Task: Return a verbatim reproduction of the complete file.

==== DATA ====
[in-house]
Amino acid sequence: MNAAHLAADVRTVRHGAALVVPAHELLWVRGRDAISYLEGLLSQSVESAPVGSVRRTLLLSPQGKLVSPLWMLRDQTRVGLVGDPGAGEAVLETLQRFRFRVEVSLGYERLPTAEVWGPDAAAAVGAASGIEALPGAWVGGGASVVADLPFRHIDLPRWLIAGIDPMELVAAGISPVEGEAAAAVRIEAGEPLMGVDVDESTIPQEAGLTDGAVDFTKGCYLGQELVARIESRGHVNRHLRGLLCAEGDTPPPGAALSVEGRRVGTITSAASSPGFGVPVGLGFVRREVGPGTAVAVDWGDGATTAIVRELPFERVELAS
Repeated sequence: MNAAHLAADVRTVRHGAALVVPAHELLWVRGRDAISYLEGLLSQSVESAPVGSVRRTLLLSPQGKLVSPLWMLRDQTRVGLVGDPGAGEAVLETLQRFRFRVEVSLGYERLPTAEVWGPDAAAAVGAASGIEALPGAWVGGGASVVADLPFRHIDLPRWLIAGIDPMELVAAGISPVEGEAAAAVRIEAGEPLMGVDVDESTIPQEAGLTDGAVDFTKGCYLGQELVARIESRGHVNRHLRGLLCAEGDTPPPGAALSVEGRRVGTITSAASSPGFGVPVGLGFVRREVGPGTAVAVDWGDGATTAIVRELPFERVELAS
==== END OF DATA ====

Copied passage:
[in-house]
Amino acid sequence: MNAAHLAADVRTVRHGAALVVPAHELLWVRGRDAISYLEGLLSQSVESAPVGSVRRTLLLSPQGKLVSPLWMLRDQTRVGLVGDPGAGEAVLETLQRFRFRVEVSLGYERLPTAEVWGPDAAAAVGAASGIEALPGAWVGGGASVVADLPFRHIDLPRWLIAGIDPMELVAAGISPVEGEAAAAVRIEAGEPLMGVDVDESTIPQEAGLTDGAVDFTKGCYLGQELVARIESRGHVNRHLRGLLCAEGDTPPPGAALSVEGRRVGTITSAASSPGFGVPVGLGFVRREVGPGTAVAVDWGDGATTAIVRELPFERVELAS
Repeated sequence: MNAAHLAADVRTVRHGAALVVPAHELLWVRGRDAISYLEGLLSQSVESAPVGSVRRTLLLSPQGKLVSPLWMLRDQTRVGLVGDPGAGEAVLETLQRFRFRVEVSLGYERLPTAEVWGPDAAAAVGAASGIEALPGAWVGGGASVVADLPFRHIDLPRWLIAGIDPMELVAAGISPVEGEAAAAVRIEAGEPLMGVDVDESTIPQEAGLTDGAVDFTKGCYLGQELVARIESRGHVNRHLRGLLCAEGDTPPPGAALSVEGRRVGTITSAASSPGFGVPVGLGFVRREVGPGTAVAVDWGDGATTAIVRELPFERVELAS